by Nyanaponika Thera | 1994 | 26,620 words
Compiled and translated from the Pali texts by Nyanaponika Thera The Wheel Publication No. 90/92 ISBN 955-24-0015-5 Copyright © 1987 Buddhist Publication Society For free distribution only. You may print copies of this work for your personal use. You may re-format and redistribute this work for use on computers and computer networks, provided th...
After the Buddha had discoursed on "heirs of Dhamma" and "heirs of worldliness" and had retired into his cell, the Venerable Sariputta addresses the monks on how they should conduct themselves, and how not, when the Master goes into seclusion. They likewise should cultivate seclusion, should reject what they are told to give up, and should be modest and lovers of solitude. He concludes by speaking on the evil of the sixteen defilements of mind and says that the Middle Way by which they can be eradicated is the Noble Eightfold Path.
No. 5: Guiltfree (Anangana Sutta) On four types of persons: those who are guilty of an offence and know it, and those who are guilty and unaware of it; those who are guiltless and know it, and those who are guiltless and unaware of it. The first of each pair is said to be the better one of the two, and the reason is explained. This discourse shows the importance of self-examination for moral and spiritual progress.
No. 9: Right Understanding (Samma-ditthi Sutta) Summary on p. 42
No. 28: The Greater Discourse on the Elephant Footprint Simile (Maha-hatthipadopama Sutta) Summary on p. 40
No 43: The Greater Discourse on Explanations (Maha-vedalla Sutta) The Elder answers a number of questions put by the Venerable Maha Kotthita, who was foremost in analytical knowledge. Sariputta matches the excellence of the questions with the clarity and profundity of his answers. The questions and answers extend from analytical examination of terms, through the position of wisdom and right understanding to subtle aspects of meditation.
No. 69: Discourse to Gulissani (Gulissani Sutta) On the conduct and Dhamma-practice to be followed by a forest-dwelling monk. Questioned by the Venerable Maha-Moggallana, the Elder confirms that the same duties apply also to monks living in the vicinity of towns and villages.
No. 97: Discourse to Dhanañjani (Dhanañjani Sutta) The Venerable Sariputta explains to the brahman Dhanañjani that the multifarious duties of a layman are no excuse for wrong moral conduct, nor do they exempt one from painful consequences of such conduct in a future existence.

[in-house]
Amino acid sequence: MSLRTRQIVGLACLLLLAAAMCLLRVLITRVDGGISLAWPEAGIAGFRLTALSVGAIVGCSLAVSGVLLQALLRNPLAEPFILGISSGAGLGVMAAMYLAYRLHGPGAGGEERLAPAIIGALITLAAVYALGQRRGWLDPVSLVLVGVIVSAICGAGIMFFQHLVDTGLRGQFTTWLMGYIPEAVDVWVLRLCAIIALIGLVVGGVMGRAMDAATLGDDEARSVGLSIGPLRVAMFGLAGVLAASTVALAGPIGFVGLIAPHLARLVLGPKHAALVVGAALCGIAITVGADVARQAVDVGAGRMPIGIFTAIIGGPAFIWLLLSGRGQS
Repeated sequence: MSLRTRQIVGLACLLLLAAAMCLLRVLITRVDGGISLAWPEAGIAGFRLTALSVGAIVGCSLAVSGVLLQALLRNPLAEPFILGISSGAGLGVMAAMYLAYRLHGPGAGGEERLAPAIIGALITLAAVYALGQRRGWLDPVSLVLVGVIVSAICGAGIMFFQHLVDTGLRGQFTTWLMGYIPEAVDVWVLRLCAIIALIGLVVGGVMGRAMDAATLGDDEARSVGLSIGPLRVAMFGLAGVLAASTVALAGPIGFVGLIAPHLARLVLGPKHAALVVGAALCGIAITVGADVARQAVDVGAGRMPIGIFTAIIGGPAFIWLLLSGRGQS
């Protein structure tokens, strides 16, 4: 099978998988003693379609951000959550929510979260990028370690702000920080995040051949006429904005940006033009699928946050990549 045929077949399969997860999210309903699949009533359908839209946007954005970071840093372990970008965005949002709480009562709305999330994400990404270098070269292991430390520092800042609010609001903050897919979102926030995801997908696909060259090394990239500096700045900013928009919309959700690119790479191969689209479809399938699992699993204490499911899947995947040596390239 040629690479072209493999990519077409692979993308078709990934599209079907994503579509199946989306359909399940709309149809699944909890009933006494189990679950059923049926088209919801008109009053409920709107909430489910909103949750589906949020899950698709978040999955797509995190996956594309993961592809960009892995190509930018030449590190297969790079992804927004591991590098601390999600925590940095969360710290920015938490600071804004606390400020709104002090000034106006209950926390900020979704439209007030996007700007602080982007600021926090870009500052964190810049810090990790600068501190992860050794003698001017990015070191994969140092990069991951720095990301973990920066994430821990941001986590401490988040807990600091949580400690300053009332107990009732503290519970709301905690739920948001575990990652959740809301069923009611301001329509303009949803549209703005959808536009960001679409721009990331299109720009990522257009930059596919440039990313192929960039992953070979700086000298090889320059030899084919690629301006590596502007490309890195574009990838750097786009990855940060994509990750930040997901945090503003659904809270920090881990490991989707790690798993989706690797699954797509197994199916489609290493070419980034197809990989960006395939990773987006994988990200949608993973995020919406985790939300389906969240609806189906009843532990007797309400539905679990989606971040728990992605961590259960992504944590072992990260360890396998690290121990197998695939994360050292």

Later, when Dhanañjani was on his deathbed he requested the Elder to visit him, and the Venerable Sariputta spoke to him, on the way to Brahma through the Brahma-viharas. The Buddha mildly reproached the elder for not having led Dhanañjani to a higher understanding. (See p. 59)
No. 114: To Be Practiced and Not To Be Practiced (Sevitabbasevitabba Sutta) The Venerable Sariputta elaborates upon brief indications given by the Buddha on what should be practiced, cultivated or used, and what should not. This is shown with regard to threefold action in deed, word and thought; in relation to mental attitudes and views, the six sense objects and the monk's requisites.
No. 143: Discourse to Anathapindika (Anathapindikovada sutta)
The Venerable Sariputta is called to Anathapindika's deathbed and admonishes him to free his mind from any attachment whatsoever, beginning with the six sense organs:
"Thus should you train yourself, householder: 'I shall not cling to the eye, and my consciousness will not attach itself to the eye.' Thus, householder, should you train yourself."
This is repeated in full for each of the other five sense organs, the six sense objects, the sixfold consciousness, sixfold contact, sixfold feeling born of contact; the six elements, the five aggregates, the four incorporeal jhanas, and concludes with detachment from this world and all other worlds; detachment from all things seen, heard, sensed and thought; from all that is encountered, sought and pursued in mind.
In short, detachment should be practiced as to the entire range of experience, beginning with what for a dying person will be his immediate concern; his sense faculties and their function.
This call for detachment drawing ever wider circles and repeating the same mighty chord of thought, must have had a deeply penetrating impact and a calming, liberating, even cheering influence on the dying devotee's mind. This was what Sariputta, the skilled teacher, obviously intended. And in fact his words had that impact because our text says that Anathapindika was moved to tears by the loftiness of the discourse, one in profundity unlike any he had ever heard before. Anathapindika passed away soon after, and was reborn as a deity in Tusita Heaven.
Footnotes and references:
See "The Simile of the Cloth" (M. 7) in Wheel No. 61/62, p. 12.